Green Valley Fire District Green Valley Fire District

Compassion • Competence • Character

Sayre signing off after 16-year career with GVFD

Seventy-one. When Katie Sayre walks out the door of Green Valley Fire District for the last time next week, she’ll be leaving behind 71 friends and colleagues. When she walked in the door 16 years ago, that number was two.

A lot has changed since Sayre, 60, joined the department aside from staffing levels, many of which she played a big role in. Shortly after Sayre began, the GVFD became a full-fledged, independent fire district, going from a staff of four to 44 overnight.

Sayre, who spent 18 years as a registered nurse at St. Mary’s Hospital in Tucson, was brought on by then-Chief Simon Davis to help out with the transition. She figures she probably had input into at least 80 percent of the district’s policies and procedures. She remembers the days when she was figuring out liability insurance, the state retirement system and how to put together benefit packages.

She started out as administrative manager, moved onto administrative division chief in 2006, and will be leaving June 30 as community services division chief.

She calls it an “awesome” experience.

“It’s been flipping great,” Sayre said. “I really enjoyed it. Firefighters are fabulous people and to be a nurse and work with firefighters was a great experience.”

She will forever be grateful she was allowed the latitude to try new and innovative things, such as the nationally recognized Safety & Health in Motion (SHiM) fall-prevention program and the nurse practitioner program.

“I love to work and I like a challenge. I like to be innovative and have goals and put puzzle pieces together,” she said.

Sayre has also been responsible for overseeing the district’s growing volunteer program (Fire Corps), managing CPR classes and coordinating the district’s public information and education efforts.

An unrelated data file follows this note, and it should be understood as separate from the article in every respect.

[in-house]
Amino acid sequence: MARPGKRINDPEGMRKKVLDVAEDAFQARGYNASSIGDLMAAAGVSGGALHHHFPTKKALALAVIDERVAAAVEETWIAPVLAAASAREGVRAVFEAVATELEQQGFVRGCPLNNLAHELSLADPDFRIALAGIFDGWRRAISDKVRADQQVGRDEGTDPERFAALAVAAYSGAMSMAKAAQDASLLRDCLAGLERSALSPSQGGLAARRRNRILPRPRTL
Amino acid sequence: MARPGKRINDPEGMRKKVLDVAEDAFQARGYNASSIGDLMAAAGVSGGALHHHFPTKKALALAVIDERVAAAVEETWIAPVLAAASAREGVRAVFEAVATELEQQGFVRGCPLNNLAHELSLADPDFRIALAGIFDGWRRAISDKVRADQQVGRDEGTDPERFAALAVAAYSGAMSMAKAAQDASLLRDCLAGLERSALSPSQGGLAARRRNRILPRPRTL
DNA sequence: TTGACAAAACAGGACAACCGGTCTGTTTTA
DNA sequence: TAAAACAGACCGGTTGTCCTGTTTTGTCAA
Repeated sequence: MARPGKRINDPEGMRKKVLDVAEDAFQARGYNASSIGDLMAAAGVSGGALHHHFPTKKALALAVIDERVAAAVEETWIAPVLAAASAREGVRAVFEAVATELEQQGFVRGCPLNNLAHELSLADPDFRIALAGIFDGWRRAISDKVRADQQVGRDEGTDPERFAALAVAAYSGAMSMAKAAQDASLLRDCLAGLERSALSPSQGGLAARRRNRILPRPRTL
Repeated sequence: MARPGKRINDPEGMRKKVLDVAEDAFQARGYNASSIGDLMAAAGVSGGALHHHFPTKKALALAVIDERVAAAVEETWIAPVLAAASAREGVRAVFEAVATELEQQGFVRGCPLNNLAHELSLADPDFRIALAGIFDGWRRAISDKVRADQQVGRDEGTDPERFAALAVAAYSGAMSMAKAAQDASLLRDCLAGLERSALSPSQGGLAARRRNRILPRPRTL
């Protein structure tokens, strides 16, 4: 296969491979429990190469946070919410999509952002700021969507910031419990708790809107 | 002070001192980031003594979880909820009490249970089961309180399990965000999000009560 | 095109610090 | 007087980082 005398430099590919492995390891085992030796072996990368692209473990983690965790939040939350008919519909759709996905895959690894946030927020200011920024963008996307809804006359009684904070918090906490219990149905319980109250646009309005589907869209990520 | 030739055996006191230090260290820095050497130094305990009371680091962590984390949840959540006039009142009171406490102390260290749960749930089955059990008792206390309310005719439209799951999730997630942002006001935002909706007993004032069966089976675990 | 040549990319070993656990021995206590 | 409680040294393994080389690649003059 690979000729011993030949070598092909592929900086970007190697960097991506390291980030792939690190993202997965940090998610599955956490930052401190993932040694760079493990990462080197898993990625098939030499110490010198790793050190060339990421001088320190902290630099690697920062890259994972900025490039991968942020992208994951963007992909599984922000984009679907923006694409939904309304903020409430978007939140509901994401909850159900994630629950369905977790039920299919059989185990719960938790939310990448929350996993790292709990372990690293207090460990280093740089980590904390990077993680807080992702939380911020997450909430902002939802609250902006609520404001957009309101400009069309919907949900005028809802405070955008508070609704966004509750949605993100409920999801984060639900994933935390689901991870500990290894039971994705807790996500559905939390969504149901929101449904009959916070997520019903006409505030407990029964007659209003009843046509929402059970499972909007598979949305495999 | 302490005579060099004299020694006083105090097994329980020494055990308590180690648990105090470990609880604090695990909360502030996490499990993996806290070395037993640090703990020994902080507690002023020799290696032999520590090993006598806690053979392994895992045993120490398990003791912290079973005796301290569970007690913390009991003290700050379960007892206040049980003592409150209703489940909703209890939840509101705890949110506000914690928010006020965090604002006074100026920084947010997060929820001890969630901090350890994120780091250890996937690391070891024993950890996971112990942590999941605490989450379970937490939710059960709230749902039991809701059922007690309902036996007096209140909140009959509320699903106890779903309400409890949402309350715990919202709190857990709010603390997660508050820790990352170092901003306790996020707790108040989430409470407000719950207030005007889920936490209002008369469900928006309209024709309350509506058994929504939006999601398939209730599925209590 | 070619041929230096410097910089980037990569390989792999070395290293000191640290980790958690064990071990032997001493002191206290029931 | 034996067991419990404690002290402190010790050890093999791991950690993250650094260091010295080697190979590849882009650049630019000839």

LT Pratt, GVFD’s community outreach coordinator, said Sayre has helped him transition from a 30-year career in law enforcement to the fire service over the last nine months.

“It was very apparent on my first day that Katie exemplified the fire district’s motto of serving everyone with compassion, competence and character,” Pratt said. “She has set a very high standard for me to follow in and we will miss her positive, light-hearted and caring presence.”

GVFD operations division Chief Joey Kosiorowski said Sayre has been invaluable, providing leadership and “true compassion.”

 

“Green Valley Fire District was lucky to have her,” Kosiorowski said. “Her dedication and hard work will be greatly missed.”

She’d like to be remembered as “someone who was willing to take risks with the ultimate goal of helping the public and delivering services that people need to live a better life.”

Working with her colleagues has been a privilege and the people of Green Valley are lucky to have them, she said.

“I hope they understand the dedication of the men and women who work here,” Sayre said. “They work here because they enjoy it and want to. They want to serve this population. If they want to be the cool kid and put out a lot of fires, we tell them we might not be a good fit, because we take care of people.”

Sayre plans to continue taking care of people after her retirement, albeit in a different way. She hopes to open a bed and breakfast at her parents’ former dude ranch in Tumacacori

with her husband, Ray, a retired Tucson Fire Department captain.

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